Raspberry Pi will roll with Android 4.0

August 2, 2012 by Nancy Owano, Phys.org report

(Phys.org) -- Broadcom developer Naren Sankar is porting Android 4.0 (Ice Cream Sandwich) over to the little $35 computer from the Raspberry Pi Foundation, and so far the two coexist nicely, though with more work ahead. To demonstrate how far along the Android 4.0 Ice Cream Sandwich port has come for the Raspberry Pi platform, Sankar has published a YouTube video that demonstrates all the action. The Foundation credits him with having made “great progress.” (The chip at the heart of the Raspberry Pi is the Broadcom BCM2835.)

Up to now, the device, which functions as a computer with Ethernet, HDMI, and USB ports and SD card slot, has hosted Linux as the choice OS: “We recommend Debian as our default distribution,” according to the FAQ sheet on the Foundation site, along with the recently announced. optimized Debian port called Raspbian. Released in mid-July. Raspbian, specifically optimized for the Pi computer’s hardware specs, was crafted in order to bring faster performance to the device.

While Raspbian is a beef-up, Android 4.0, say Pi fans, could make the device even more of a draw with wider audiences. The original vision of the Raspberry Pi foundation was to see the Pi off as a tool for students to explore the fundamentals of computer science; the Android ICS would appeal to users excited about hooking up their devices to TVs and home networks for Android-run content.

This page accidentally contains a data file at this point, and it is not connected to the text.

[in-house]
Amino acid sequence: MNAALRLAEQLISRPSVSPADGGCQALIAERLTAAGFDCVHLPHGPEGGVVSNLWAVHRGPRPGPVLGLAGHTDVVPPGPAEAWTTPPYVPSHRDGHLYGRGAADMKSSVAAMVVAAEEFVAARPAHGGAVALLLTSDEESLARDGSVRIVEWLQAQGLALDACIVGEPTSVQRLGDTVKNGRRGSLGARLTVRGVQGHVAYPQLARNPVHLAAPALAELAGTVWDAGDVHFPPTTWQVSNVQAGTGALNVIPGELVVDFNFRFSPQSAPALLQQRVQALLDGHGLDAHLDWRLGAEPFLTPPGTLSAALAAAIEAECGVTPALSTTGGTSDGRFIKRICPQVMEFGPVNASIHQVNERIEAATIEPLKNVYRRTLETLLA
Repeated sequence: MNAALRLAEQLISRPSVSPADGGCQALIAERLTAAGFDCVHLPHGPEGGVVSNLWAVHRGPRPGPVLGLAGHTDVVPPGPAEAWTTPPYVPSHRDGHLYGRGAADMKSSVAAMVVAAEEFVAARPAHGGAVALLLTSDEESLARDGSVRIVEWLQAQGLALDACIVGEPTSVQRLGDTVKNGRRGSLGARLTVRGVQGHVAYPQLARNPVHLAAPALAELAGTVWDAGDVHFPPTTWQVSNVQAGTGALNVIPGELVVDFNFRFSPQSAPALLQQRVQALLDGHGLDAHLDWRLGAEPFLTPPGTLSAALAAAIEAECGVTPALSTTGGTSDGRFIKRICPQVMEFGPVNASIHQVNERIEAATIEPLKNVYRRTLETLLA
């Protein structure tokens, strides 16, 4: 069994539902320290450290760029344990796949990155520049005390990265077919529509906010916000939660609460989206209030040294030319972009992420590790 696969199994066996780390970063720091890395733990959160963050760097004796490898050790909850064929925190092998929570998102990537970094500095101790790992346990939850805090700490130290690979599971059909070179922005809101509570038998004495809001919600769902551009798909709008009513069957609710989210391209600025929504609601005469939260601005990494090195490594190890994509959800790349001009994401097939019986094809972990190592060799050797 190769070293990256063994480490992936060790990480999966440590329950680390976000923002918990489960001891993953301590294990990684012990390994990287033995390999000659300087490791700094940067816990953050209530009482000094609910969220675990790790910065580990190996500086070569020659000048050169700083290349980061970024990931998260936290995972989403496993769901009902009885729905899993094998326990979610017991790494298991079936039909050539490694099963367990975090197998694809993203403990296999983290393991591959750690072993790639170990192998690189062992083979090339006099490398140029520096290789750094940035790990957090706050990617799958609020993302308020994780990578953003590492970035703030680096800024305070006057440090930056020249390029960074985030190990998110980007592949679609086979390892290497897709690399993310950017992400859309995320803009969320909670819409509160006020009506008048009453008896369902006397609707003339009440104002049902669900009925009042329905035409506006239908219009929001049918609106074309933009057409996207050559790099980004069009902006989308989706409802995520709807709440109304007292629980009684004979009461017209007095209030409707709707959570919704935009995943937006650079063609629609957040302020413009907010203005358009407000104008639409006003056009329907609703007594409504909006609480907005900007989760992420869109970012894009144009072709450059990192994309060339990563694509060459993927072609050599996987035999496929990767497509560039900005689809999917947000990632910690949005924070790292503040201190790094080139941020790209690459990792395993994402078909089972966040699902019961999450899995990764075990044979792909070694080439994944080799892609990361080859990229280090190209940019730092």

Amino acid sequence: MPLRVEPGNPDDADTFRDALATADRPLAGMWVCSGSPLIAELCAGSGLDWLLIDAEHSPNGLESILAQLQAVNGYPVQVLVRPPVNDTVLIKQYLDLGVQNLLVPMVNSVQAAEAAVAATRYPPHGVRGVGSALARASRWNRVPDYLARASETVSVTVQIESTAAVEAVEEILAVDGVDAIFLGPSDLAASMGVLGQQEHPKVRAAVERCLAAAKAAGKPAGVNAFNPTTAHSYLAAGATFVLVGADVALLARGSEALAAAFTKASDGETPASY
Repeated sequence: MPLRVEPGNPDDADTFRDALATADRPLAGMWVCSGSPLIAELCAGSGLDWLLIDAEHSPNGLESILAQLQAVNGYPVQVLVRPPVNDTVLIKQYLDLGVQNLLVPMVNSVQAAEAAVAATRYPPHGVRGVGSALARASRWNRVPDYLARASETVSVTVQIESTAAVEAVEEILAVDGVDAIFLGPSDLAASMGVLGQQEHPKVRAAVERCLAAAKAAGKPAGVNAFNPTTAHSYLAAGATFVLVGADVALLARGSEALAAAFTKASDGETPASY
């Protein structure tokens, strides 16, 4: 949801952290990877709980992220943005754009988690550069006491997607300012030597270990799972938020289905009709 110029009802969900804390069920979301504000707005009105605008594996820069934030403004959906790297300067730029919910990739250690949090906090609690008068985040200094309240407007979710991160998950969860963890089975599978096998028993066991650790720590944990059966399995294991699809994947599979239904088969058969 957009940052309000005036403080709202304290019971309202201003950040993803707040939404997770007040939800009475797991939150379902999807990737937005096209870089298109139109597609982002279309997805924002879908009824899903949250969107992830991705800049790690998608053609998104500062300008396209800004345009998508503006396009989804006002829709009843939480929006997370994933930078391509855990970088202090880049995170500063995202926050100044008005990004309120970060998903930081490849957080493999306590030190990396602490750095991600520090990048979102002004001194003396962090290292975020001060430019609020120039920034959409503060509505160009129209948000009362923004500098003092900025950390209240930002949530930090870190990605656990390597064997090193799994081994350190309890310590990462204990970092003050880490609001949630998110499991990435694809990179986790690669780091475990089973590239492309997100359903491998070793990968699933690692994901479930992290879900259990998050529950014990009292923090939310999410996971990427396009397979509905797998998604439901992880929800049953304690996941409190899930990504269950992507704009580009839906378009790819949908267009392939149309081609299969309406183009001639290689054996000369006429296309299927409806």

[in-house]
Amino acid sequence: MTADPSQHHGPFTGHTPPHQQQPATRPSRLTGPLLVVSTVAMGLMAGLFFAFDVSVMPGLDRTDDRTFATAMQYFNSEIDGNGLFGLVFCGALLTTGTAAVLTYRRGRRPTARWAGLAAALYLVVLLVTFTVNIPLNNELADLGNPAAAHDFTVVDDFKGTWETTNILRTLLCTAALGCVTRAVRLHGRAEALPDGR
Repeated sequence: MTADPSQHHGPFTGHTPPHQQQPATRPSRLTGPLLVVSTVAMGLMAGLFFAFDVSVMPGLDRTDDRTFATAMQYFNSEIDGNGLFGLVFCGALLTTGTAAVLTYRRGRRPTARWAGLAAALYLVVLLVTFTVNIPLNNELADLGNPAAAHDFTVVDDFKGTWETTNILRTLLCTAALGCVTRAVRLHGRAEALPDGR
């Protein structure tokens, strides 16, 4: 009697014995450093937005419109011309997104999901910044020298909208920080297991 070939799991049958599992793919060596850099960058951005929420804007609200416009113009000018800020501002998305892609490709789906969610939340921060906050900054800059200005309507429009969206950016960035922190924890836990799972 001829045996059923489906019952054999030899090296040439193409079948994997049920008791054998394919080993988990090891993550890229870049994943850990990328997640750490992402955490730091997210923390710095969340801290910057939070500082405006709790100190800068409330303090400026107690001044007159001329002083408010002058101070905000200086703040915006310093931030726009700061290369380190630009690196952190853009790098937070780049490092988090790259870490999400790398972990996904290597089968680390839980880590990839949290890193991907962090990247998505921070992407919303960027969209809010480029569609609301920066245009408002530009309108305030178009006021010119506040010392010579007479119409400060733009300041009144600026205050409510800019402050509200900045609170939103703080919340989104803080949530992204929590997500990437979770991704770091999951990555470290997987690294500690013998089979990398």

The Android port has support for hardware-accelerated graphics and video playback; work remains, though, to add AudioFlinger. Reports say developers are working on other issues too. The port uses its own customized Linux kernel and not the Linux kernel version maintained by the Pi Foundation. Raspberry Pi ‘s work ahead is to converge the two before publishing the source code.

“This implementation uses a different kernel and VideoCore binary image from the one available on GitHub, which is why we’ve been keeping quiet about it so far,” said a Foundation post. “We’re investigating the feasibility of converging the two code lines to produce a single common platform as soon as we can, at which point we hope to release the sources for you to play with.”

Images and video playback seem adequate, but those watching the demo video of the ICS in action would no doubt agree with a comment on Ars Technica: ’s performance and responsiveness on the are obviously not as good as they would be on a higher-end device, though it appears to work relatively well.